Let The Masquerade Begin!

Halloween springs from a number of practices that would be considered highly inappropriate for the workplace: disguises, begging, trickery, and “as reported in newspapers from the mid-1930s to the mid-1950s…a form of extortion, with reactions ranging from bemused indulgence to anger.”[1]

creepy halloween costumesPhoto by Eduardo Pavon, Wikimedia Commons

Halloween as we know it today evolved from the ancient Celtic harvest celebration Samhain (pronounced “sah-win”); when the world of the living and the world of the dead were thought to overlap, allowing those who had passed to return and wreak havoc. Costumes and masks were worn to mimic and appease evil spirits and prevent the worst potential calamities. The practice of begging from door to door for treats was a later addition.

Regardless of its ghoulish and inappropriate antecedents, it can be a lot of fun to bring some Halloween traditions into the office. Here at TribeHR, we are looking forward to:

  • a costume contest with prizes for Most Creative, Best Execution, Best Over All, and People’s Choice;
  • a pumpkin carving contest where carving partners will compete in similar categories;
  • lots of Halloween treats, and
  • spine-tingling, scary movies.

Almost everyone loves to dress up in costume; those who don’t, still have a blast watching the masquerade (and snapping photos for future leverage!) So far, our office Halloween celebrations have been a great success: fostering engagement and camaraderie, building stronger working relationships, providing a release valve for day-to-day pressures, boosting creativity and contributing to a positive work environment.

If you decide to bring Halloween into your workplace this year, here are a few basic guidelines to keep any evil spirits out of the equation.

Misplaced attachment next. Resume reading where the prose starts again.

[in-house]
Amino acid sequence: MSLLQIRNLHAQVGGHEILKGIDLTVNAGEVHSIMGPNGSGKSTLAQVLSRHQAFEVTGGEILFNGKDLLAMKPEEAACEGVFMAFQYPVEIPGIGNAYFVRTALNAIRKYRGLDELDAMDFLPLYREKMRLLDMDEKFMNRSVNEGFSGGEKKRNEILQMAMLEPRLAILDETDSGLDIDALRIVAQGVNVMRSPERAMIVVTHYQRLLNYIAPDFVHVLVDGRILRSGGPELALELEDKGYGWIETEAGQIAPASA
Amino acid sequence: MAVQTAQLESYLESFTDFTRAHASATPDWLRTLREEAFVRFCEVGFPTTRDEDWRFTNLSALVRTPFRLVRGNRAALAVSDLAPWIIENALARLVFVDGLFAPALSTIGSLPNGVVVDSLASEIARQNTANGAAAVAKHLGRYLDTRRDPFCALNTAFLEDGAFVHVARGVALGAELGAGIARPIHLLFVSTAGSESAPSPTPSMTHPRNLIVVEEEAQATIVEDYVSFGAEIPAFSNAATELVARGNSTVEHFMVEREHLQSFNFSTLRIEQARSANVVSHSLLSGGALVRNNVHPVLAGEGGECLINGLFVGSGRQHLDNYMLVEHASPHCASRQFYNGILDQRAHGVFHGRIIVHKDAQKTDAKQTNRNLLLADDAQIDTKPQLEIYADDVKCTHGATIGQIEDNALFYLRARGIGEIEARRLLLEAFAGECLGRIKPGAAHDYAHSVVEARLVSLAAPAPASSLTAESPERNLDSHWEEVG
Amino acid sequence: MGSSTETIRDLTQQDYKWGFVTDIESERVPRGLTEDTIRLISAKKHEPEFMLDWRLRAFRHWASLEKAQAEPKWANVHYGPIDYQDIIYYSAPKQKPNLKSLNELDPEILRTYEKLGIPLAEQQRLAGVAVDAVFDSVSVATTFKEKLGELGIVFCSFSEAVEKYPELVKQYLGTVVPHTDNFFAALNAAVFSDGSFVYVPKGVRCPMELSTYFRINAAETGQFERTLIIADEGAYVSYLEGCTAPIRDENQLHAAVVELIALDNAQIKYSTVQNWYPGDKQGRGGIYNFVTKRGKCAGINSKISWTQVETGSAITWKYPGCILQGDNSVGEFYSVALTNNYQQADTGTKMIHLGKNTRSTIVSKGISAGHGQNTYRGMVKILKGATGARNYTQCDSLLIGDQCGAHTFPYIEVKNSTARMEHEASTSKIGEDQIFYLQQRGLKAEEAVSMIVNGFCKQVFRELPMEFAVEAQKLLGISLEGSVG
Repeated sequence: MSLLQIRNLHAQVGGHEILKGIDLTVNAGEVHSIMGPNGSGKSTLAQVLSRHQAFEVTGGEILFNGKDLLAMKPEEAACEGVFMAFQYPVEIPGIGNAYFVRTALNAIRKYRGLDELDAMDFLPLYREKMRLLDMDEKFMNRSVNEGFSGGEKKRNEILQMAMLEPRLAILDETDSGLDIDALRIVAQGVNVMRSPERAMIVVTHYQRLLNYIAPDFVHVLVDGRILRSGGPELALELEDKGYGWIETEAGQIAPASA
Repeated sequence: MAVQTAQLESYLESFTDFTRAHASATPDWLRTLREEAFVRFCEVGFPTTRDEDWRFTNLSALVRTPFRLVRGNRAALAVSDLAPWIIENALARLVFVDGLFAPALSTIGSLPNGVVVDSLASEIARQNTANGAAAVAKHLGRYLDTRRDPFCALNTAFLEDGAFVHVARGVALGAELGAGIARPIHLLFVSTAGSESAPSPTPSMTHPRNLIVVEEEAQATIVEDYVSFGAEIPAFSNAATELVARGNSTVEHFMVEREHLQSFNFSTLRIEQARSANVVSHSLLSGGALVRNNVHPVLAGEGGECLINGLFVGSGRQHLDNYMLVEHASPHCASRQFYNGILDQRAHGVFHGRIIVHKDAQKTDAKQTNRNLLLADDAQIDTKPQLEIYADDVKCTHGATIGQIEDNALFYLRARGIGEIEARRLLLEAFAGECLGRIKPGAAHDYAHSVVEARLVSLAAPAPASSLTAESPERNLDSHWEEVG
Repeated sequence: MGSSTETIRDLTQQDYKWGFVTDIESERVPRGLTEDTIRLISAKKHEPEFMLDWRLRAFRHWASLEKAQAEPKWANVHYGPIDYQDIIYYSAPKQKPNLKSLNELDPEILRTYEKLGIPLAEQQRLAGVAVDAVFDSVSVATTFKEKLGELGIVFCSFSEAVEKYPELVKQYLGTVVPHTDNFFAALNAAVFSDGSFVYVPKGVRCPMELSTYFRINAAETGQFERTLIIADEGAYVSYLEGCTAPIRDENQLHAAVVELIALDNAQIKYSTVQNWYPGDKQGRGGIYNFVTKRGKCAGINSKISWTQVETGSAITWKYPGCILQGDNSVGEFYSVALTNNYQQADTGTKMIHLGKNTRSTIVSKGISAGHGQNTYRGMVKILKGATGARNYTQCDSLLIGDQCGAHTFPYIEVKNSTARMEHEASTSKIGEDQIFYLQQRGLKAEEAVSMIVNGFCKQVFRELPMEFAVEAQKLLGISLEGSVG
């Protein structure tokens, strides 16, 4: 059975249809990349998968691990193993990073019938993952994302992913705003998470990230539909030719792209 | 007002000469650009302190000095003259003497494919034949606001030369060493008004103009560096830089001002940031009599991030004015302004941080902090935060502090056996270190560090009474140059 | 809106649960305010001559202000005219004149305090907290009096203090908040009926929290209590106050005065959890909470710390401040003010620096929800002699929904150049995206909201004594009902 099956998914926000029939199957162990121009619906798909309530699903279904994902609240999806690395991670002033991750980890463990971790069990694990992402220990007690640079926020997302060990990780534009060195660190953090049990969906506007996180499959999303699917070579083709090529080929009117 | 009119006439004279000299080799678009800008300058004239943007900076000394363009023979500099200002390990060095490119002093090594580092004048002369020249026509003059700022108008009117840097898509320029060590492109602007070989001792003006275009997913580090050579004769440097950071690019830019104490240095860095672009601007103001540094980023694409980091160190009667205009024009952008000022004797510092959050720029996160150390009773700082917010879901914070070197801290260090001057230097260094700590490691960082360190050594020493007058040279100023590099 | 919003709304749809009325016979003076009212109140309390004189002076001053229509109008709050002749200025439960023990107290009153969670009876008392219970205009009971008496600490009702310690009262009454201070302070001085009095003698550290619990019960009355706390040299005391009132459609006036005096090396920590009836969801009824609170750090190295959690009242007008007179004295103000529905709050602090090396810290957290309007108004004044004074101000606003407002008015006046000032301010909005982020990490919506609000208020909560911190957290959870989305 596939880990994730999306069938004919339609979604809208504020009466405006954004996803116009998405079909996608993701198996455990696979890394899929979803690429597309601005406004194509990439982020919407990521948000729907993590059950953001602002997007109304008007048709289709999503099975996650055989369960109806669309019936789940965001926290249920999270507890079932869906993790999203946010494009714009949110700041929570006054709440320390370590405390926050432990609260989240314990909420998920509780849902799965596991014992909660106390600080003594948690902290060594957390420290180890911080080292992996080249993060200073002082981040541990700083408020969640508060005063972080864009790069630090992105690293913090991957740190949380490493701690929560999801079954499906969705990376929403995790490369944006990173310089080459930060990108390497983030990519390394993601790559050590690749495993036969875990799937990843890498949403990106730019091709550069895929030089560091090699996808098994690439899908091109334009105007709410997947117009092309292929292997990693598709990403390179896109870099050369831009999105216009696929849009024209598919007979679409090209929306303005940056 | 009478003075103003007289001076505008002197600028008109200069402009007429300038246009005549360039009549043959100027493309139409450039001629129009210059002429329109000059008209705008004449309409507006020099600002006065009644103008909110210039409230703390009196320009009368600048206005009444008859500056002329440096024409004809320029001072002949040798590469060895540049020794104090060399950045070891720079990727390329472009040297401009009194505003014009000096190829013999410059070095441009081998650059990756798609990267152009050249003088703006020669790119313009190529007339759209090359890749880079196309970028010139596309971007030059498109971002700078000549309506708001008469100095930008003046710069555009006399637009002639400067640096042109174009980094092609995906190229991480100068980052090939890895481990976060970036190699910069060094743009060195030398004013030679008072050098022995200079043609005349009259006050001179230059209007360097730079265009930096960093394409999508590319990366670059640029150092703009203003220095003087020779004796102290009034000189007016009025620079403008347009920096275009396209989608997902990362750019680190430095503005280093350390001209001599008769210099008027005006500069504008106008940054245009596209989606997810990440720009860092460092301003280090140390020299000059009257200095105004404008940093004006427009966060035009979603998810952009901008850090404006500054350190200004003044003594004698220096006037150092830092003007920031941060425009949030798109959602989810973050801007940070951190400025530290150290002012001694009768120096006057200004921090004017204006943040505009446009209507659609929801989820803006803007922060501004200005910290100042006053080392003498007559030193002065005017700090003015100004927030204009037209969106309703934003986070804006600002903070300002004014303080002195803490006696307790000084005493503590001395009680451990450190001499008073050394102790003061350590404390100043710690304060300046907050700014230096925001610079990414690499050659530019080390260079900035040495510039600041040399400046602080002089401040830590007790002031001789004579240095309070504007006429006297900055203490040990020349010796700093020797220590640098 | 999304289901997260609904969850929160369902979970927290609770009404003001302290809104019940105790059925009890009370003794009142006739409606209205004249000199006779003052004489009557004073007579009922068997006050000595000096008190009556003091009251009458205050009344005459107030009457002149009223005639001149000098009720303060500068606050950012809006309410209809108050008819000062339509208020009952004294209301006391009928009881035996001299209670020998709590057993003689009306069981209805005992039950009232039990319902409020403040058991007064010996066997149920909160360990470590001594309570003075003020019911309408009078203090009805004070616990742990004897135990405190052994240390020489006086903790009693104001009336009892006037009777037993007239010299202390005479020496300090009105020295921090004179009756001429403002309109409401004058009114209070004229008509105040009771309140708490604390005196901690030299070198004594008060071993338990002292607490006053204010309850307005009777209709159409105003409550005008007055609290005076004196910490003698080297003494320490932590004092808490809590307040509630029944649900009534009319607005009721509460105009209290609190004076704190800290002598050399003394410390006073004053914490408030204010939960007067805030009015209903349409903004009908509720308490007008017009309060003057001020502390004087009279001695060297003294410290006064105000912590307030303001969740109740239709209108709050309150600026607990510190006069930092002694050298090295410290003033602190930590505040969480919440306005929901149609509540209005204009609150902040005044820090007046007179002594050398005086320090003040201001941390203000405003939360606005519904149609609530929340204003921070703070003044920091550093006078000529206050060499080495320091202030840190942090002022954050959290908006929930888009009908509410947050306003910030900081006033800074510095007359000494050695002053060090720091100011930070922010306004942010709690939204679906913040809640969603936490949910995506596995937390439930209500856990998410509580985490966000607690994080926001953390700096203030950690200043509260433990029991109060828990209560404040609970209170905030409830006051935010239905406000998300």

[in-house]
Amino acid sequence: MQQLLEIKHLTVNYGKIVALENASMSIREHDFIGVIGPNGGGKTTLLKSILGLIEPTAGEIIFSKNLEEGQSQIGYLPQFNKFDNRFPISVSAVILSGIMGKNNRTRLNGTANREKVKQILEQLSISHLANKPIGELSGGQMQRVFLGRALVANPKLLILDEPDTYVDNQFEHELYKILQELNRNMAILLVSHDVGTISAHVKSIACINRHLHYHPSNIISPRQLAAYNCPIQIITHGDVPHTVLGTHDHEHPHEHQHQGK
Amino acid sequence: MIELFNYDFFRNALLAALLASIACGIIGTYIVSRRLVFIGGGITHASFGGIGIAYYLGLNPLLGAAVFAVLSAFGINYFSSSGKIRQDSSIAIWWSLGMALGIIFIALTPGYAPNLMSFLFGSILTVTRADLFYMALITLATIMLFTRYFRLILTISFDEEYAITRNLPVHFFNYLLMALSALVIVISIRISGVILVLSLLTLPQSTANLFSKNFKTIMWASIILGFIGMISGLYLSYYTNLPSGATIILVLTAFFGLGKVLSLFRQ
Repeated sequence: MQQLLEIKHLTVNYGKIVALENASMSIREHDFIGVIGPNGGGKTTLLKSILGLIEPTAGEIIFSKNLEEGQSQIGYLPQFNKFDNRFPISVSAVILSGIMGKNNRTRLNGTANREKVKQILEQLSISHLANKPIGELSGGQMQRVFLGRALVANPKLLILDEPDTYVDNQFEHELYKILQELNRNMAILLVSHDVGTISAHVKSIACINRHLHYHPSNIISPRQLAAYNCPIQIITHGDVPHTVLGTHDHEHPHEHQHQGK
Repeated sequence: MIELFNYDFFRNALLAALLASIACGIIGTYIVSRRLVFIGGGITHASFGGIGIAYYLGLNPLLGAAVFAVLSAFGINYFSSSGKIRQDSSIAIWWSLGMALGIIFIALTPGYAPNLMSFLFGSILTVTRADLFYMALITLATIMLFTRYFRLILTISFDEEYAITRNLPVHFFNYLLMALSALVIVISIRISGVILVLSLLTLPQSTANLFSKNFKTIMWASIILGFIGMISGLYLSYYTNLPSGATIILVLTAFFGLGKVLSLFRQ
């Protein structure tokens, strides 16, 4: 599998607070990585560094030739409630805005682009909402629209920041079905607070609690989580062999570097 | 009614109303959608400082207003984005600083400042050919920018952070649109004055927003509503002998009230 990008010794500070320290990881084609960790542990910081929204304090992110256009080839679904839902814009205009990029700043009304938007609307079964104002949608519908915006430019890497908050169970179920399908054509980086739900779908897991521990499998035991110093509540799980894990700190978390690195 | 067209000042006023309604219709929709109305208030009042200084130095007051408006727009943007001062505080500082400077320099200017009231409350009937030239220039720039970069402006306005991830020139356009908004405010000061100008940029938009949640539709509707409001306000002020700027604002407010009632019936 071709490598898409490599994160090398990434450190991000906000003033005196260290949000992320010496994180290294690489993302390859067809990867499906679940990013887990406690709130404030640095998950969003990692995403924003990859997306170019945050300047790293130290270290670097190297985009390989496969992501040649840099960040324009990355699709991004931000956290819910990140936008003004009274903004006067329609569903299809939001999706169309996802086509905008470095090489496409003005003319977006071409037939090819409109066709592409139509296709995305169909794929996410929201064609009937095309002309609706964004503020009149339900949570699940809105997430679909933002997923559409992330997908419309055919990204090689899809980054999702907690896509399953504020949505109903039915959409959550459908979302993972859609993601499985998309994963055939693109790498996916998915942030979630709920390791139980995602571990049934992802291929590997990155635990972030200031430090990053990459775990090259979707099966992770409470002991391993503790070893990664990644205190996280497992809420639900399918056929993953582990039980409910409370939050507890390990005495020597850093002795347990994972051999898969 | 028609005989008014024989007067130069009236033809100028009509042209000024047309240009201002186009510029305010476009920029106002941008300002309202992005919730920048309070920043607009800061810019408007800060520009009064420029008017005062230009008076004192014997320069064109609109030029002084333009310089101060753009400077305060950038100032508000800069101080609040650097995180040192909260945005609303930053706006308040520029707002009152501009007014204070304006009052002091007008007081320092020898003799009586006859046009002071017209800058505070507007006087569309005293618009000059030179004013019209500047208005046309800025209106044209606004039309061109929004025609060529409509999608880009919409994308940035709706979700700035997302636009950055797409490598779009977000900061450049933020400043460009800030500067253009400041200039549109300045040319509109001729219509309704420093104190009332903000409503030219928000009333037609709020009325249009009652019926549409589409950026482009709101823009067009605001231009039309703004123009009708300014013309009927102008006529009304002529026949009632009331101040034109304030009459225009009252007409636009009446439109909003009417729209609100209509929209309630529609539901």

Communicate: Let everyone know well in advance that you have plans for a Halloween Bash at work. Share pictures and videos of prior years’ events so new people know what to expect. Be clear about timing, planned activities, costume limitations, work expectations, etc. Encourage participation without pressure.

Provide options: Some people won’t want to wear a costume. Include some other elements in your Halloween activities so those who don’t dress up can still participate and feel involved. Make sure everyone understands that costumes are for fun and are entirely optional.

Set costume parameters: You might think that adults would know what is (and isn’t) suitable in a costume they will wear at work. You’d be wrong. Be clear about what is not acceptable, for example, avoid costumes that are politically charged, ethnically or religiously discriminatory, too revealing/sexual, or which target a co-worker. If employees are expected to interact with customers while in costume, make sure they take that into consideration. Depending on your work environment, you may need additional guidelines; such as no guns or other weapons as props if you work in a bank or an airport!

Avoid (or strictly monitor) alcohol: Most workplace Halloween celebrations happen during the workday with business proceeding as usual. If you put people in costume and give them access to alcohol, a light-hearted party can quickly deteriorate into a masquerade “rife with decadence, gluttony and a large amount of lust.”[2] This won’t go over well with customers and could lead to a wide range of messy consequences.

Consider making it a family affair: If your workplace demographic includes families with children, working in an hour or two at the end of the day when kids can be brought in to share in the revelry is a great way to increase engagement because “engaging the family of an employee impacts the commitment, connection and the discretionary effort of an employee.” Besides, there are few things more adorable than kids in costume![3]

children in costume sitting on a sofaPhoto by D’Arcy Norman, Wikimedia Commons

Traditions bind families, communities and cultures together. Halloween, having steadily increased in popularity over the past decade, is now the second biggest decorating holiday in North America after Christmas and it’s not just kids who are emjoying it.[4] A well executed, annual Halloween celebration can be a fun, stress-relieving, team-building tradition in your workplace.  I know it is for us!


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[2] Savannah Cox, The Glamorous And Gruesome History Of The Masquerade Ball. http://all-that-is-interesting.com/masquerade-ball-history/2

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